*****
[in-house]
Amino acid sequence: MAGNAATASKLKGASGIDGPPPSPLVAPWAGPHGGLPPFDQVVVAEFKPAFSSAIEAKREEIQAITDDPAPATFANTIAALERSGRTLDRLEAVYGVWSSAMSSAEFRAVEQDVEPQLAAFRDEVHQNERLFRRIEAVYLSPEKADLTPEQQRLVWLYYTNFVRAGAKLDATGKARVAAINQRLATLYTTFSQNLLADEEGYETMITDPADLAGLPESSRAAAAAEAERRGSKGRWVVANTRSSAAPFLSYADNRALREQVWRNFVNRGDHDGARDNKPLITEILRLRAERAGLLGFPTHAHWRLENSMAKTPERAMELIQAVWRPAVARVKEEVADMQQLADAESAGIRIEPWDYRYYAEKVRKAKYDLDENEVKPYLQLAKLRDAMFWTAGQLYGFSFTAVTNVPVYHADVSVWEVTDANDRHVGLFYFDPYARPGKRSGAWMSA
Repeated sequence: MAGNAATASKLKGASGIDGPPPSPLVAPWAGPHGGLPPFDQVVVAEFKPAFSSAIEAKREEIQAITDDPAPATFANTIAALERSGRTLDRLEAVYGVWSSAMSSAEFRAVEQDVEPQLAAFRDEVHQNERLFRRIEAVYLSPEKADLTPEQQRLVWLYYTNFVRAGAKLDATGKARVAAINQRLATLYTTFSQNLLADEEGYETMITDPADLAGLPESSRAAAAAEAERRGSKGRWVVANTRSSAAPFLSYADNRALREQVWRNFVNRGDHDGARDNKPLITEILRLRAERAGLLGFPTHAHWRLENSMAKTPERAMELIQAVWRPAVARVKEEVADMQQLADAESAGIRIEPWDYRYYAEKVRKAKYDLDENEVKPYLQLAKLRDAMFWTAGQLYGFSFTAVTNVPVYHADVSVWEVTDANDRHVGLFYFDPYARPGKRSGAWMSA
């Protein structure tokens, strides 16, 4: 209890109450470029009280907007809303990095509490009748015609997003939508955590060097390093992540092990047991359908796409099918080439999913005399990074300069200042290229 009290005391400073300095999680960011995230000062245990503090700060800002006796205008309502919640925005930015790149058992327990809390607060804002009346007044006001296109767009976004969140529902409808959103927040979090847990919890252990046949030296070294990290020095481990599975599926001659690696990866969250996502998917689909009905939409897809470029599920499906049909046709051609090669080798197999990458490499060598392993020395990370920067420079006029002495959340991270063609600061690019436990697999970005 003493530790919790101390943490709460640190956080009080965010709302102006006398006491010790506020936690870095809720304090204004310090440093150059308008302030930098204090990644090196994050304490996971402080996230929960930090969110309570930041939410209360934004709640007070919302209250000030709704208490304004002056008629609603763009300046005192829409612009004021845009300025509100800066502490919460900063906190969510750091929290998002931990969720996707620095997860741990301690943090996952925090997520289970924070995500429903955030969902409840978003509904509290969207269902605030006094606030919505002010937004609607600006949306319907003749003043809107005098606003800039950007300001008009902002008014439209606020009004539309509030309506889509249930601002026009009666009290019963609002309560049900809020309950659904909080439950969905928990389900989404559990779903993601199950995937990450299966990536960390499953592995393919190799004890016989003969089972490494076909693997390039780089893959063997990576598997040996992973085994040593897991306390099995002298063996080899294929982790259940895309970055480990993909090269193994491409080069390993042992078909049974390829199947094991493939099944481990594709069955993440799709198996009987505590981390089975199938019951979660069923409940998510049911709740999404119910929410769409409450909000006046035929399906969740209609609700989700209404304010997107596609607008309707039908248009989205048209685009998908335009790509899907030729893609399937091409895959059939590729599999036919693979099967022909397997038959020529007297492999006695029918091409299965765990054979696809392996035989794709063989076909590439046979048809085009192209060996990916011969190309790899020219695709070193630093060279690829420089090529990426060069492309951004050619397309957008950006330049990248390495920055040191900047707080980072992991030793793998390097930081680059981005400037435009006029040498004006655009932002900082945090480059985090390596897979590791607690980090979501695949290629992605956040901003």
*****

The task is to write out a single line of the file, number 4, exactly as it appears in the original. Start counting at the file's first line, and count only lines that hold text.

């Protein structure tokens, strides 16, 4: 209890109450470029009280907007809303990095509490009748015609997003939508955590060097390093992540092990047991359908796409099918080439999913005399990074300069200042290229 009290005391400073300095999680960011995230000062245990503090700060800002006796205008309502919640925005930015790149058992327990809390607060804002009346007044006001296109767009976004969140529902409808959103927040979090847990919890252990046949030296070294990290020095481990599975599926001659690696990866969250996502998917689909009905939409897809470029599920499906049909046709051609090669080798197999990458490499060598392993020395990370920067420079006029002495959340991270063609600061690019436990697999970005 003493530790919790101390943490709460640190956080009080965010709302102006006398006491010790506020936690870095809720304090204004310090440093150059308008302030930098204090990644090196994050304490996971402080996230929960930090969110309570930041939410209360934004709640007070919302209250000030709704208490304004002056008629609603763009300046005192829409612009004021845009300025509100800066502490919460900063906190969510750091929290998002931990969720996707620095997860741990301690943090996952925090997520289970924070995500429903955030969902409840978003509904509290969207269902605030006094606030919505002010937004609607600006949306319907003749003043809107005098606003800039950007300001008009902002008014439209606020009004539309509030309506889509249930601002026009009666009290019963609002309560049900809020309950659904909080439950969905928990389900989404559990779903993601199950995937990450299966990536960390499953592995393919190799004890016989003969089972490494076909693997390039780089893959063997990576598997040996992973085994040593897991306390099995002298063996080899294929982790259940895309970055480990993909090269193994491409080069390993042992078909049974390829199947094991493939099944481990594709069955993440799709198996009987505590981390089975199938019951979660069923409940998510049911709740999404119910929410769409409450909000006046035929399906969740209609609700989700209404304010997107596609607008309707039908248009989205048209685009998908335009790509899907030729893609399937091409895959059939590729599999036919693979099967022909397997038959020529007297492999006695029918091409299965765990054979696809392996035989794709063989076909590439046979048809085009192209060996990916011969190309790899020219695709070193630093060279690829420089090529990426060069492309951004050619397309957008950006330049990248390495920055040191900047707080980072992991030793793998390097930081680059981005400037435009006029040498004006655009932002900082945090480059985090390596897979590791607690980090979501695949290629992605956040901003």